Othernet has always aimed to use accessible and inexpensive technology both in orbit and on the ground in order that the receiver equipment and thus the service could be made available to an audience who is for the most part near the bottom per capita financially as well as being remote enough to not have another good option for up to date information, education, and news.
Other than amateur radio, which has a very major exception in treaty law that allows us to certify our own radio transmitters including for use with (amateur radio)communications satellites, anything that intentionally emits radio frequency energy needs to be certified by a regulatory authority before it is commercially available as well as setting aside radio frequency, which usually requires a band lease in every nation state that it would be used in. This means that aside from the additional cost of renting a receive transponder on a geostationary satellite a certified transmitter is required, the testing and certification costs money and there is not to my knowledge an inexpensive commercial off the shelf solution at a pricepoint below perhaps an Iridium or INMARSAT satphone network SMS transmitter.
If you browse the forums you will see mention of all kinds of alternative request portals utilizing amateur satellite and space station amateur radio links, mailed flash drives, slow shortwave radio data(wspr), and in any alternatve data situation someone always mentions carrier pigeons!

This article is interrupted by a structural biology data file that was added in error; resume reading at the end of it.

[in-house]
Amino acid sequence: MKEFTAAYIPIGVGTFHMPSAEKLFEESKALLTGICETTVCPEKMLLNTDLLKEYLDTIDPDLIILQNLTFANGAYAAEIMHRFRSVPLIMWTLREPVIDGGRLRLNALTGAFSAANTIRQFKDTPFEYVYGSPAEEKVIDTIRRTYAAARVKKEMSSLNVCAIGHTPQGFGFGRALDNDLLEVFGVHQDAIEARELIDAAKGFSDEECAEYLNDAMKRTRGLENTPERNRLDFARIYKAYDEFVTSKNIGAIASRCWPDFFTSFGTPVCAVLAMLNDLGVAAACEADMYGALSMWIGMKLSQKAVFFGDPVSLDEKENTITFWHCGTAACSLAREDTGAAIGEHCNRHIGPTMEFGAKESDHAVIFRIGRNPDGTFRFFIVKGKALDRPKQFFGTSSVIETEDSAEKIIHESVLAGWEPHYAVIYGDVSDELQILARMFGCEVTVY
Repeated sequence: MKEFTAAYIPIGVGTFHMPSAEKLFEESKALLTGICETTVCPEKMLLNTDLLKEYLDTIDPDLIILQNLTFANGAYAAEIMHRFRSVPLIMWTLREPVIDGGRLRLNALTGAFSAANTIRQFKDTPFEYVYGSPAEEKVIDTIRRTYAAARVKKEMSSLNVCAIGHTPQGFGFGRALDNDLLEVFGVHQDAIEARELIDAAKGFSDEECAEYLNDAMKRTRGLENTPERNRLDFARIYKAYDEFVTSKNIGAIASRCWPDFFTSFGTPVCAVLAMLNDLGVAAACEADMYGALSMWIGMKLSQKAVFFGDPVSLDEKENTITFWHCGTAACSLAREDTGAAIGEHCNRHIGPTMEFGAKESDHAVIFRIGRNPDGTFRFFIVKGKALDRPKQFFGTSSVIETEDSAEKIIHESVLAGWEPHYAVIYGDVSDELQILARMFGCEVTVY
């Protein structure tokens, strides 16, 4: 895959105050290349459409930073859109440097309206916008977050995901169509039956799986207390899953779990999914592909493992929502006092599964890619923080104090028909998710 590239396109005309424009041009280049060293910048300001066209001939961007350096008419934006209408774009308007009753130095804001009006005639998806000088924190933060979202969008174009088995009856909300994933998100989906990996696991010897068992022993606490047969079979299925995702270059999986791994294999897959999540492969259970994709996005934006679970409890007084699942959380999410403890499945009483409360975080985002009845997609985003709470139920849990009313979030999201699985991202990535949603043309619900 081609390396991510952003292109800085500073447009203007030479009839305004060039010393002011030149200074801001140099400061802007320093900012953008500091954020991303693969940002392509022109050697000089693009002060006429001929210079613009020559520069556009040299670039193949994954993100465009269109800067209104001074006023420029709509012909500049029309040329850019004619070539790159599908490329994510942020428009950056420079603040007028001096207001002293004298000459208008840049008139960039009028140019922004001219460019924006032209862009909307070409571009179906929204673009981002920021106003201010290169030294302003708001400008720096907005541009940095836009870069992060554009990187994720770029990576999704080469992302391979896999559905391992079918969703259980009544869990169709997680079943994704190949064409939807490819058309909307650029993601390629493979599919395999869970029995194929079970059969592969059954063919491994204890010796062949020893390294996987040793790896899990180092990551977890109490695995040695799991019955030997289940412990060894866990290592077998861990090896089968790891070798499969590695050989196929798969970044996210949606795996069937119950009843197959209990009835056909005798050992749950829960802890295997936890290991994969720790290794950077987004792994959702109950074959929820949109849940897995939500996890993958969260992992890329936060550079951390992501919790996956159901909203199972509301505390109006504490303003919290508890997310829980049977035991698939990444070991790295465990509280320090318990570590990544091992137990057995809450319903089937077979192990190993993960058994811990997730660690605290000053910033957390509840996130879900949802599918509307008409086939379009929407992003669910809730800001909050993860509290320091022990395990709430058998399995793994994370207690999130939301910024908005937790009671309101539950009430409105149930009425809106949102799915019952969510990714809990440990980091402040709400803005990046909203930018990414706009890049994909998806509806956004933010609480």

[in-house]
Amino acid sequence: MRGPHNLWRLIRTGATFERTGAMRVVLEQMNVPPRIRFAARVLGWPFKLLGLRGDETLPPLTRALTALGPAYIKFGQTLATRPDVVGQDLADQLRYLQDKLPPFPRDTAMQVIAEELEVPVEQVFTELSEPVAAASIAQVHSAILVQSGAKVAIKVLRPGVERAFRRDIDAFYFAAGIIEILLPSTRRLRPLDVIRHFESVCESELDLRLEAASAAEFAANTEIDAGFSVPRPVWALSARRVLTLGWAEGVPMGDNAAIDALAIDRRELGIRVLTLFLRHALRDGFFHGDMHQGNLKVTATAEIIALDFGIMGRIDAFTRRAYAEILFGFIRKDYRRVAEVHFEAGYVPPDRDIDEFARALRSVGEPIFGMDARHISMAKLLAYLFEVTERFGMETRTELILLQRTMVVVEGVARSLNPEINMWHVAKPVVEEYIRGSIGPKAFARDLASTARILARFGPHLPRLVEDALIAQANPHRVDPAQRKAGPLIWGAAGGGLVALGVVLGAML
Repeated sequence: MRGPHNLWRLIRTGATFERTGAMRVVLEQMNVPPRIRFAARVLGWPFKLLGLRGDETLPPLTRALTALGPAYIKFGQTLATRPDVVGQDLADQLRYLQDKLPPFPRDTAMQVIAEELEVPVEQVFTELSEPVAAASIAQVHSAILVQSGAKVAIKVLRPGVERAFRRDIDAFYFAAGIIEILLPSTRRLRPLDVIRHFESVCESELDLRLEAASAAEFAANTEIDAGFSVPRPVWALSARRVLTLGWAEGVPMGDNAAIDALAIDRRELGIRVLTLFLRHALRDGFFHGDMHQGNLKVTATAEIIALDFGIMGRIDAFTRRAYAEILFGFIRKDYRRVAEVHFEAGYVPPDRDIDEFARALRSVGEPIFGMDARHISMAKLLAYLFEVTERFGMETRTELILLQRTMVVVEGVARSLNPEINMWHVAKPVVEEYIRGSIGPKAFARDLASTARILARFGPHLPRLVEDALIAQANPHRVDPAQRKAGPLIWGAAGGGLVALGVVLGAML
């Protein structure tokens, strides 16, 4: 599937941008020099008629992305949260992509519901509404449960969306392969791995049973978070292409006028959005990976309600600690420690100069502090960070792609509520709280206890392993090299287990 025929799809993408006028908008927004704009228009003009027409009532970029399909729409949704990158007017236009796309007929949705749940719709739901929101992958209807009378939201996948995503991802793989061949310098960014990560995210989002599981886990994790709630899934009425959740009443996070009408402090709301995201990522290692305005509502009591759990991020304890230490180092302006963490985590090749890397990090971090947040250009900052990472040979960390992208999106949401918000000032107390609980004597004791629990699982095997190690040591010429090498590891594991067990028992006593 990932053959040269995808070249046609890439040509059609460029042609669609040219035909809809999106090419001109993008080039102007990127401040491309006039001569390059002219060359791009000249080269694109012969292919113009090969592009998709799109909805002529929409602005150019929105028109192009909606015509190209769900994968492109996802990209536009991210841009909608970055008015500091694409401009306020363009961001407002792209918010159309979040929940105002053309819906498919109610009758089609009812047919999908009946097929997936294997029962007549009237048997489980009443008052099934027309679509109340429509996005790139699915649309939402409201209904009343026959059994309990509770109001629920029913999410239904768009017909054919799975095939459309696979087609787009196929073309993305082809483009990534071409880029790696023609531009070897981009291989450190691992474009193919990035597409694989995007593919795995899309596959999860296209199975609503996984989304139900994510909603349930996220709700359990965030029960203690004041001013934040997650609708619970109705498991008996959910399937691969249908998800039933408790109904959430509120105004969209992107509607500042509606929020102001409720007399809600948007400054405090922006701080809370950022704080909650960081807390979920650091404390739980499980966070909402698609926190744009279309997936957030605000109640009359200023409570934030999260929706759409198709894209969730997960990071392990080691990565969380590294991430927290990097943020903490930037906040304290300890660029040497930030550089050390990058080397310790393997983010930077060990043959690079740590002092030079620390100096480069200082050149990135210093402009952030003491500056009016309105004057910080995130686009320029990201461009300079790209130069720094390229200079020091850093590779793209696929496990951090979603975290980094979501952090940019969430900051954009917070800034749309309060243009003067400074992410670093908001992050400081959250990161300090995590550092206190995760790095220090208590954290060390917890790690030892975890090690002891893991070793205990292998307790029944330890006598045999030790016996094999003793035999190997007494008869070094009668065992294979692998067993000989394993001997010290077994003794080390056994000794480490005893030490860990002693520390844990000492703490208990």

In my opinion it is best to approach Othernet like a shortwave station in the 20th century, a station would receive postcards with topic requests and could from this few sentences of request devote hours to the requested topics if the station operators had an expert or information source available, except in our case the information is measured in mb over a satellite transponder and is not received live but rather is stored on an updating archive for viewing over WiFi at the receiver. For example if you were a shortwave transmitter station operator I could send you a postcard or SMS requesting you read a long novel over the air, “please read War and Peace.”(a 17 volume work); the request in ASCII takes 208 bits including the words ‘please’ and ‘read’, 104 bits for 13 ASCII characters for just the title and the polite request being assumed could translate into over 100 hours of reading over the air.
As just a somebody on a forum nothing I say is official, I am just someone who has built or bought several generations of receiver and am interested in the tech, Syed is an official voice.